Stability of the oceanic lithosphere with variable viscosity: an initial-value approach

David A. Yuen, Luce Fleitout

Research output: Contribution to journalArticle

36 Scopus citations

Abstract

We have studied the problem concerning the onset of convective instabilities below the oceanic lithosphere. A system of linear partial differential equations, in which the background temperature field is time-dependent, is integrated in time to monitor the evolution of incipient disturbances. Two types of rheologies have been examined. One depends strongly on temperature. The other involves a viscosity which is both temperature- and pressure-dependent. The results from this initial-value approach, in which the viscosity profiles migrate downward with time, reveal the importance of considering temperature- and pressure-dependent rheology in issues regarding the development of local instabilities in upper mantle convection. For temperature-dependent viscosity, viscosities of 0(1020P) are required to produce instabilities with growth-rates of 0(.1/Ma). In contrast, these same growth rates can be attained for a temperature- and pressure-dependent viscosity profile with a mean value close to 0(1020P) in the upper mantle, owing to the presence of a low viscosity zone, 0(1020P), existing right below the lithosphere. Unlike the results of temperature-dependent viscosity, whose growth-rates increase with time, the amplification of disturbances in a fluid medium with temperature- and pressure-dependent rheology reaches a maximum at an early age, < 50 Ma, and decreases thereafter with time. This suggests the potential importance played by initial disturbances in the evolution of the oceanic lithosphere.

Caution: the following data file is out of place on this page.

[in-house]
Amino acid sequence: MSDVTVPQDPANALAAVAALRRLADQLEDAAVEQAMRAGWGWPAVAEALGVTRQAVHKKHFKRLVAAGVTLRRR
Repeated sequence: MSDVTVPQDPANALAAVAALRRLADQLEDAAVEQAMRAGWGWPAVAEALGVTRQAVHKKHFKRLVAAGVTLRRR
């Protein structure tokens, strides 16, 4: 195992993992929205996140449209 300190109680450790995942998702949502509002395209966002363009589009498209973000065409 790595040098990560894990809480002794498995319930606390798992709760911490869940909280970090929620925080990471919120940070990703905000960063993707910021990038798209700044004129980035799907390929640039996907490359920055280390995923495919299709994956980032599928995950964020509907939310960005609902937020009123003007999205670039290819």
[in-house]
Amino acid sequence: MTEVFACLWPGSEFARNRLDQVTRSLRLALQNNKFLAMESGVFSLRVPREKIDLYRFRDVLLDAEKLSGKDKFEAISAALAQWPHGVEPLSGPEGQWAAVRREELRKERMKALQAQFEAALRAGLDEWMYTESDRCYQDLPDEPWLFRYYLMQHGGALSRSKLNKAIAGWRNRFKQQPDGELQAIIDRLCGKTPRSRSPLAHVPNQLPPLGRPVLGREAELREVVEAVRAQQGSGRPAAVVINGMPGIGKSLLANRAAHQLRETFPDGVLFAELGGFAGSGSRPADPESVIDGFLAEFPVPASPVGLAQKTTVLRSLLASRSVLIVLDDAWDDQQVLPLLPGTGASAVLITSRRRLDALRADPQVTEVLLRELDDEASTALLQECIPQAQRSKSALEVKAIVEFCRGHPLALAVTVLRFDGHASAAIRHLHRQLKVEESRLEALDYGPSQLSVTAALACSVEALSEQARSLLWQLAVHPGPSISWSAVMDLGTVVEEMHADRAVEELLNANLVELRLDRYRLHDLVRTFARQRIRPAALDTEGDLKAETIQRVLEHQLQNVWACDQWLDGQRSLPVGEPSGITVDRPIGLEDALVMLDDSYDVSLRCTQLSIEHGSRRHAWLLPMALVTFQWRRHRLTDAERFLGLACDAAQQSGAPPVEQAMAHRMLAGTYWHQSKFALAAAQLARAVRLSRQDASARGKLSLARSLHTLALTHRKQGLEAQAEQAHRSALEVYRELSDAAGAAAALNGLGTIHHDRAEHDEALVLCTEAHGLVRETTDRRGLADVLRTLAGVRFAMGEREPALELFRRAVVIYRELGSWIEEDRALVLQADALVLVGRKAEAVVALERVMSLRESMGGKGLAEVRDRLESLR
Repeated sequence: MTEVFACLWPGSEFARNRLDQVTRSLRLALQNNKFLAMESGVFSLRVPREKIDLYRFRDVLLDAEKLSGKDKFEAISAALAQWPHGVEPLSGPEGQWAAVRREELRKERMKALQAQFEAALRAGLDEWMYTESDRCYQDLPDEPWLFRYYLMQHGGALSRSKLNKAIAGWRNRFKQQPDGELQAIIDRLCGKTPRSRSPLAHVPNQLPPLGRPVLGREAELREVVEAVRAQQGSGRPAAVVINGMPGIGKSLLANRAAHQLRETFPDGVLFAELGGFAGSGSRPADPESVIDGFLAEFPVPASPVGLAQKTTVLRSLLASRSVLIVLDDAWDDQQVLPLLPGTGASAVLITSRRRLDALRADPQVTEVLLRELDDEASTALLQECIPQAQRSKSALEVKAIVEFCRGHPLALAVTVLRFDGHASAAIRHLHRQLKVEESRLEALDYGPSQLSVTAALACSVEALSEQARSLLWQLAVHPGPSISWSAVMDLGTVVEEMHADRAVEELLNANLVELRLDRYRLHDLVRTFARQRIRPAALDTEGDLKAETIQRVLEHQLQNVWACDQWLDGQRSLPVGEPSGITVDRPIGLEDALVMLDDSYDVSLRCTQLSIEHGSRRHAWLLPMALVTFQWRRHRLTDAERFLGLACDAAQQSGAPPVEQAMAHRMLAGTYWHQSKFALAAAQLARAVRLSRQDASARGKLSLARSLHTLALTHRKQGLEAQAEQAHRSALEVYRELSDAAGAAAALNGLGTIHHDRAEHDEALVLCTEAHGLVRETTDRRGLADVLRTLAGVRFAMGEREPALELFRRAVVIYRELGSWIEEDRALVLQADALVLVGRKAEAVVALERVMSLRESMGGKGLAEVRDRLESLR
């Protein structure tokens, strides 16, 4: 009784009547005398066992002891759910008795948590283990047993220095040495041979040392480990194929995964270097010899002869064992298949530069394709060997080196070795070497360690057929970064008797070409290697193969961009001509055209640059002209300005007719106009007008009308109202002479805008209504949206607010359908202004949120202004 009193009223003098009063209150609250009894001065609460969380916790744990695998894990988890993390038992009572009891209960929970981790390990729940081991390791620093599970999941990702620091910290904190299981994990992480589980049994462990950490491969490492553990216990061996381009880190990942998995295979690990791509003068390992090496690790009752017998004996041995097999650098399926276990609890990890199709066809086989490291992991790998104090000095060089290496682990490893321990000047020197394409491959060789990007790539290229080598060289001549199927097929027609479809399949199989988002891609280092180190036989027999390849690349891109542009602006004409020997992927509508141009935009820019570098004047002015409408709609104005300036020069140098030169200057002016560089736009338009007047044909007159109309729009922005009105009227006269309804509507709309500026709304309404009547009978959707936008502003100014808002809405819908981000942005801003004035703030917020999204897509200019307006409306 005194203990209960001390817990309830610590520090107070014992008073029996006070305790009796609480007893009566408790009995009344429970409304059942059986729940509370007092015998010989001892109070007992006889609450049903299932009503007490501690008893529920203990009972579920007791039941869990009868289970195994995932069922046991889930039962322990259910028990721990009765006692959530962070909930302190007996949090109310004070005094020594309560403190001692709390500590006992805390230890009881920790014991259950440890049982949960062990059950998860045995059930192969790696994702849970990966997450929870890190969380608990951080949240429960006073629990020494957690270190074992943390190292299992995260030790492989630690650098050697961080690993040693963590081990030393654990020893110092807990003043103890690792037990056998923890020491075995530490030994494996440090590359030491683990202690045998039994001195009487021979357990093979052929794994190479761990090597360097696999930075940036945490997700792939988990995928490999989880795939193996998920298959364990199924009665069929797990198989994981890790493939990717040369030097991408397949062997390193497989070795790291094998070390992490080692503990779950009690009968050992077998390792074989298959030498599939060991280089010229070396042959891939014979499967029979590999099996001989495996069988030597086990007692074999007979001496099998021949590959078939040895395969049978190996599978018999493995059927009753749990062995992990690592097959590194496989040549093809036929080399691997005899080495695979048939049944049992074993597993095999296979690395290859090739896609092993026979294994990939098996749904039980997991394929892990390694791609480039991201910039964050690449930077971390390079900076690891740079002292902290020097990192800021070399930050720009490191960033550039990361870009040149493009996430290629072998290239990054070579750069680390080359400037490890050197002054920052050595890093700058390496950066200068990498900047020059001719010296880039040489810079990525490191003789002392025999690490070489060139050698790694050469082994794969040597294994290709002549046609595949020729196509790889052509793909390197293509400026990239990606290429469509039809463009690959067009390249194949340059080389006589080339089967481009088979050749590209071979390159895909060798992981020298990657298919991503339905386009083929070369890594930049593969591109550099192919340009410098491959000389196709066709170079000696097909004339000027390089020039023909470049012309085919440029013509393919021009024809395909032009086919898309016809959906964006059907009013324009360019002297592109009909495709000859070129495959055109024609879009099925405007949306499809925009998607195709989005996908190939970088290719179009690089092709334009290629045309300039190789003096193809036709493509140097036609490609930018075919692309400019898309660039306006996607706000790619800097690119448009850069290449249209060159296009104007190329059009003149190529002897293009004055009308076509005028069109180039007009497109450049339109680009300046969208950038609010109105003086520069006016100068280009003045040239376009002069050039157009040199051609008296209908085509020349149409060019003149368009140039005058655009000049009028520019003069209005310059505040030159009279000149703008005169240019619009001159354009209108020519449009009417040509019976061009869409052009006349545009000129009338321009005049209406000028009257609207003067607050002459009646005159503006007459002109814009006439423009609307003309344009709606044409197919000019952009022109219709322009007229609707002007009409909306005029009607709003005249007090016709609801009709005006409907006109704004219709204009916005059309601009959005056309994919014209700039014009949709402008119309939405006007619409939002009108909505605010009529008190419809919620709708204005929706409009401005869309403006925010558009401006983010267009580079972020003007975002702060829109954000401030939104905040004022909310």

Original languageEnglish (US)
Pages (from-to)173-185
Number of pages13
JournalPhysics of the Earth and Planetary Interiors
Volume34
Issue number3
DOIs
StatePublished - Jul 1984

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